How much risk should you take?

Historical returns can help guide strategic asset allocation

"Past performance is not a reliable indicator of future performance." This boilerplate warning slapped on every key investor document is a reminder that investing always involves risk and that past returns can’t just be projected to continue uninterrupted. 

But while history doesn’t repeat, we know that it often rhymes. We know that past returns contain information about risk and can help us make strategic portfolio decisions – just as meteorological data tells us something about our country’s climate even though we can’t accurately forecast next week’s weather. 

Long-term data helps us tease out the behaviours of asset classes and can be used to assess the balance of risk and return in model portfolios. 

Armed with our working assumptions, we can use this knowledge to customise our portfolios to suit our expected returns, individual risk tolerance and time horizon. 


Historical performance comparisons reveal a great deal

We can learn a lot about past asset allocation sweet spots by matching up high-risk and low-risk portfolios against each other. 

You can see how this plays out when we drill into the performance of a 100% global equity portfolio based on the MSCI World Index versus a 100% German government bond portfolio. 
Our comparison assumes:
  When we run the numbers, the simulation highlights sharp differences in volatility and performance between equities and bonds:


Annual return on a bond-only portfolio from 2000 to 2019


Equity allocation of 0%

Equity allocation of 0%
Source: justETF Research; as of 31/01/2020


Equity allocation of 100%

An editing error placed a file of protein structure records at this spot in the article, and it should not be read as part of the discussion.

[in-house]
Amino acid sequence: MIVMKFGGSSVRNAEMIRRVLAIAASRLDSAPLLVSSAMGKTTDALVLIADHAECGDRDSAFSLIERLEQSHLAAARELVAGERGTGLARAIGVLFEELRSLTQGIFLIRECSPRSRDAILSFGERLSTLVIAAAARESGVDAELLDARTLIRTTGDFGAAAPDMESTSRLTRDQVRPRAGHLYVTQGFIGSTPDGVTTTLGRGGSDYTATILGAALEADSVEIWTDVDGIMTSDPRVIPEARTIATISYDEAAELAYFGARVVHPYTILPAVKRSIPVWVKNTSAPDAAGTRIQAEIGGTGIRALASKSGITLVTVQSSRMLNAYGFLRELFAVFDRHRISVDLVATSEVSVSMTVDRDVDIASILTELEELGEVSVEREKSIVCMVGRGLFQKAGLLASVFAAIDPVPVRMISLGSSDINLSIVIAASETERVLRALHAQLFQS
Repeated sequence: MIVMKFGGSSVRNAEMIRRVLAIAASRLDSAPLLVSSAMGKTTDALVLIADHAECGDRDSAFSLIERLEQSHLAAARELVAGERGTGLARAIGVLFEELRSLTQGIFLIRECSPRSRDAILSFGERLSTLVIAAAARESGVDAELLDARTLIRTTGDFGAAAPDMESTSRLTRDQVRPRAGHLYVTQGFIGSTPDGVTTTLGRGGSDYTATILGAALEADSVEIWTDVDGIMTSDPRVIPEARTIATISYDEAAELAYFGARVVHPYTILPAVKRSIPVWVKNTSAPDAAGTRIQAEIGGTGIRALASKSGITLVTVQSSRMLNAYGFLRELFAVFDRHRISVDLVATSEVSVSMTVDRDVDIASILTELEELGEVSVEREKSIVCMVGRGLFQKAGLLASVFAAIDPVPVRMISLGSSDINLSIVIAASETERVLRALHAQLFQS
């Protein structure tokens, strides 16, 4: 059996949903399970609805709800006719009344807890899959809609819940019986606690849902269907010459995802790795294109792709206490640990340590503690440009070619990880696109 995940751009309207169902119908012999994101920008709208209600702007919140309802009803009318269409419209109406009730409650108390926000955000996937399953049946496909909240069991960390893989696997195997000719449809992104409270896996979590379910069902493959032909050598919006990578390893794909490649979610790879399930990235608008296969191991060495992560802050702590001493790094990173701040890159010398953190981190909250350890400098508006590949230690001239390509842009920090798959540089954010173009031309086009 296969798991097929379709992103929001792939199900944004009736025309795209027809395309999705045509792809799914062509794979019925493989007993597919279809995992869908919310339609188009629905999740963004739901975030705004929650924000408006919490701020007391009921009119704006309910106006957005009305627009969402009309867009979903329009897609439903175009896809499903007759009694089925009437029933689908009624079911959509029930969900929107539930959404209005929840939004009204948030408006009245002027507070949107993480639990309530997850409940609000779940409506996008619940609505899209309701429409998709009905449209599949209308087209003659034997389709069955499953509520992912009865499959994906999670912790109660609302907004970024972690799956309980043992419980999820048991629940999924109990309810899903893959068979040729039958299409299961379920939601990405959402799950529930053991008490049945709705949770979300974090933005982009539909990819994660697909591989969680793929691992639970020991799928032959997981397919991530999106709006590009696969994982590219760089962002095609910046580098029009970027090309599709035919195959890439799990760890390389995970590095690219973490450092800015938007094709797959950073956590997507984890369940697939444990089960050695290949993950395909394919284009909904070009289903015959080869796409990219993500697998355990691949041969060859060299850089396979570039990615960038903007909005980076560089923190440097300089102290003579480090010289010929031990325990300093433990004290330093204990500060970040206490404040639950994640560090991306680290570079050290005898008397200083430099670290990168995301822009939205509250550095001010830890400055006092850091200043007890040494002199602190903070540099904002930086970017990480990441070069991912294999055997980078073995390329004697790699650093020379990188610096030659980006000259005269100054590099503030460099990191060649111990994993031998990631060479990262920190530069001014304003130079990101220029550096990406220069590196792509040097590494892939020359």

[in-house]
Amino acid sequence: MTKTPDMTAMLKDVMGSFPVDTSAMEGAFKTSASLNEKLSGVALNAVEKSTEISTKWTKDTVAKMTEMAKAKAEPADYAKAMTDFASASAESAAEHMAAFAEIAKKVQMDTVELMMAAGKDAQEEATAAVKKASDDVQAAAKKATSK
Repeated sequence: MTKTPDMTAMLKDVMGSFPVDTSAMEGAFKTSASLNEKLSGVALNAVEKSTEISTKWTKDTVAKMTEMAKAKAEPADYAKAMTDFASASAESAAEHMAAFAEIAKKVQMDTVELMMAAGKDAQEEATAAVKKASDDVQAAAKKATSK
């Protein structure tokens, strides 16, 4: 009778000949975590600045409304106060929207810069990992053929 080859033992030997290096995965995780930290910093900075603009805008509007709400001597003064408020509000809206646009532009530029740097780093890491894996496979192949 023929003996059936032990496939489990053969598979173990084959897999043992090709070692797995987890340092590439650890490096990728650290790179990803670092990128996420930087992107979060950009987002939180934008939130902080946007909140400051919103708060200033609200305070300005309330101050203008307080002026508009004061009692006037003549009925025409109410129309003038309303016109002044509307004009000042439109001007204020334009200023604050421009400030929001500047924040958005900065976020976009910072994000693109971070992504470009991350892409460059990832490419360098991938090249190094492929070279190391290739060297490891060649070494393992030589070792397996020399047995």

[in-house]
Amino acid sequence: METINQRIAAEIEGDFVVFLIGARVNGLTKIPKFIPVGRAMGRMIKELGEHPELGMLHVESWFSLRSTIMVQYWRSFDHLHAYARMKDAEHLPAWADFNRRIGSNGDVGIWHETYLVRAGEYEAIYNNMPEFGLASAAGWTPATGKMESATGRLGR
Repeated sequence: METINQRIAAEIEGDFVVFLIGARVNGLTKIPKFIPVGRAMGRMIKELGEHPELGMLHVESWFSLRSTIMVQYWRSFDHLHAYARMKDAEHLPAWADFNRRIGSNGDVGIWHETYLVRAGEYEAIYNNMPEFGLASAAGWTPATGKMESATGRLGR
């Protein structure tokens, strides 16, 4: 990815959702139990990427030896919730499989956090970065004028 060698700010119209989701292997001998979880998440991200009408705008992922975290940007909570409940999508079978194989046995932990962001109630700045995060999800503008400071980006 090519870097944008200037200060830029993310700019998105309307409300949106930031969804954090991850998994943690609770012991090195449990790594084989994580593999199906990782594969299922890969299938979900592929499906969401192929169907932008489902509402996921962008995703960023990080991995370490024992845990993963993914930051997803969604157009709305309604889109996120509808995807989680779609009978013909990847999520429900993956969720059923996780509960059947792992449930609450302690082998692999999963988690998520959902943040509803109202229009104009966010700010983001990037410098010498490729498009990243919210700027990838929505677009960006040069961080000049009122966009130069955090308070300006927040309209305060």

Equity allocation of 100%
Source: justETF Research; as of 31/01/2020

Bonds were our steady Eddies during the period. They provided moderate returns even in times of crisis, while the equity portfolio was highly volatile and wracked by violent downswings. 

Despite the drama, the equity portfolio still notched an annualised return of 4.5% versus 4.1% for the bond portfolio. 

That’s even more impressive when you consider that equities cratered for the first three years in a row and were hit by two historic crashes within the space of a decade - the bursting of the dot-com bubble and the Global Financial Crisis. 

The tale of the ticker tape also illustrates how important the holding period is to capitalise on the long-term performance of equities. 

The equity portfolio inflicted negative returns initially but made strong gains in later years that ultimately smoothed out the annualised return over two decades. 

This pattern also traces the fundamental relationship between risk and reward. To reap the higher expected returns of equities you must deal with periods of wild volatility. 


Asset allocation – a free lunch

They say that ‘asset allocation is the only free lunch in investing,’ and our next table shows you why. 

This time we compare the annualised return and maximum drawdown for 11 portfolios with equity allocations ranging from 0% to 100%.  


Simulation of annual return from 2000 to 2019 for various equity allocations with a risk of 0 to 100%

Equity allocation   0% 10% 20% 30% 40% 50% 60% 70% 80% 90% 100%
Annualised return   4.1% 4.3% 4.5% 4.6% 4.8% 4.8% 4.9% 4.9% 4.8% 4.7% 4.5%
Maximum drawdown   -4.3% -3.0% -3.9% -9.0% -15.3% -21.3% -28.4% -35.1% -41.3% -47.1% -53.7%
Best year   10.1% 8.1% 9.1% 10.3% 13.3% 16.3% 19.4% 22.4% 25.5% 28.5% 31.5%
Worst year   -1.0% 0.1% 0.3% -3.5% -8.1% -12.6% -17.2% -21.7% -26.3% -30.8% -35.4%
Source: justETF Research; as of 31/01/2020
  • Maximum drawdown is defined as the largest loss within a single calendar year.
  • Diversified equity: bond portfolios are rebalanced annually. 
Our tip: You can also see this comparison in our Strategy Builder.
Incredibly, the best performing portfolios during this period contained only 60% and 70% equities. These two portfolios delivered an annualised return of 4.9% that comfortably beat the 4.5% return of the 100% equities portfolio and the 4.1% of the 100% bonds portfolio. 

What about the free lunch? Well, both those portfolios produced superior returns while exposing investors to less volatility than the riskier equity portfolios.